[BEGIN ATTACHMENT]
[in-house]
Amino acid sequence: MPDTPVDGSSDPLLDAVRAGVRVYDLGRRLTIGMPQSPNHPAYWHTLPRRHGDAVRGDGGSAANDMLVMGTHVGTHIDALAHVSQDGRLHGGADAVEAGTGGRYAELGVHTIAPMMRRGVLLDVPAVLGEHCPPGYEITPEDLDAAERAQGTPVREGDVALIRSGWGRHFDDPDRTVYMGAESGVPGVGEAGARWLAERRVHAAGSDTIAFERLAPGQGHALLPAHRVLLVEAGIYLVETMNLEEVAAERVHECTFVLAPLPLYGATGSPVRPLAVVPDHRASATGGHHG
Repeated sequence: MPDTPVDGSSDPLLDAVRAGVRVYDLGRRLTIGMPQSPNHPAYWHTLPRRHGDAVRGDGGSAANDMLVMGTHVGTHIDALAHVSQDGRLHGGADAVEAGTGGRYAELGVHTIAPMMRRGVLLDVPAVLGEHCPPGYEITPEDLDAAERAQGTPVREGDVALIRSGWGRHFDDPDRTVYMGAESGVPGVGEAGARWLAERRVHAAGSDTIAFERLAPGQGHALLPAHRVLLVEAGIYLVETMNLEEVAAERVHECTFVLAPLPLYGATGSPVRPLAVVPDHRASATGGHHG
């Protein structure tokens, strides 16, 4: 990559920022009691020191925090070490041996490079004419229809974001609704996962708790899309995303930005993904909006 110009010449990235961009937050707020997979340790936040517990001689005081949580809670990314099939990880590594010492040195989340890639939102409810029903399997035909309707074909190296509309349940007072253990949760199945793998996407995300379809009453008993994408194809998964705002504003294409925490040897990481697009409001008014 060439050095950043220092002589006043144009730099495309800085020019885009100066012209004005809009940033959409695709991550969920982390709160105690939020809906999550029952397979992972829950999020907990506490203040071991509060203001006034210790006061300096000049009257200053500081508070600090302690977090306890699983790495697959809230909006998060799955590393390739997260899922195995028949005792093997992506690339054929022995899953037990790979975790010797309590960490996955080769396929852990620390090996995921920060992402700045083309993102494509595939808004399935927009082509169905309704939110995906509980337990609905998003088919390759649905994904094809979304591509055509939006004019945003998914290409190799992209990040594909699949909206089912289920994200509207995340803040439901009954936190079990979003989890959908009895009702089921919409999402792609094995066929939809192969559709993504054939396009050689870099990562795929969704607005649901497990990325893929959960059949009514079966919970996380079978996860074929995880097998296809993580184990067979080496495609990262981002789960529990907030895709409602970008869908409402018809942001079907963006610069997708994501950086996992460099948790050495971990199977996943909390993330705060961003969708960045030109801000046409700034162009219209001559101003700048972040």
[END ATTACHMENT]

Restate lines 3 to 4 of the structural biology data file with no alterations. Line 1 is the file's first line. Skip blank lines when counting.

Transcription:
Repeated sequence: MPDTPVDGSSDPLLDAVRAGVRVYDLGRRLTIGMPQSPNHPAYWHTLPRRHGDAVRGDGGSAANDMLVMGTHVGTHIDALAHVSQDGRLHGGADAVEAGTGGRYAELGVHTIAPMMRRGVLLDVPAVLGEHCPPGYEITPEDLDAAERAQGTPVREGDVALIRSGWGRHFDDPDRTVYMGAESGVPGVGEAGARWLAERRVHAAGSDTIAFERLAPGQGHALLPAHRVLLVEAGIYLVETMNLEEVAAERVHECTFVLAPLPLYGATGSPVRPLAVVPDHRASATGGHHG
């Protein structure tokens, strides 16, 4: 990559920022009691020191925090070490041996490079004419229809974001609704996962708790899309995303930005993904909006 110009010449990235961009937050707020997979340790936040517990001689005081949580809670990314099939990880590594010492040195989340890639939102409810029903399997035909309707074909190296509309349940007072253990949760199945793998996407995300379809009453008993994408194809998964705002504003294409925490040897990481697009409001008014 060439050095950043220092002589006043144009730099495309800085020019885009100066012209004005809009940033959409695709991550969920982390709160105690939020809906999550029952397979992972829950999020907990506490203040071991509060203001006034210790006061300096000049009257200053500081508070600090302690977090306890699983790495697959809230909006998060799955590393390739997260899922195995028949005792093997992506690339054929022995899953037990790979975790010797309590960490996955080769396929852990620390090996995921920060992402700045083309993102494509595939808004399935927009082509169905309704939110995906509980337990609905998003088919390759649905994904094809979304591509055509939006004019945003998914290409190799992209990040594909699949909206089912289920994200509207995340803040439901009954936190079990979003989890959908009895009702089921919409999402792609094995066929939809192969559709993504054939396009050689870099990562795929969704607005649901497990990325893929959960059949009514079966919970996380079978996860074929995880097998296809993580184990067979080496495609990262981002789960529990907030895709409602970008869908409402018809942001079907963006610069997708994501950086996992460099948790050495971990199977996943909390993330705060961003969708960045030109801000046409700034162009219209001559101003700048972040």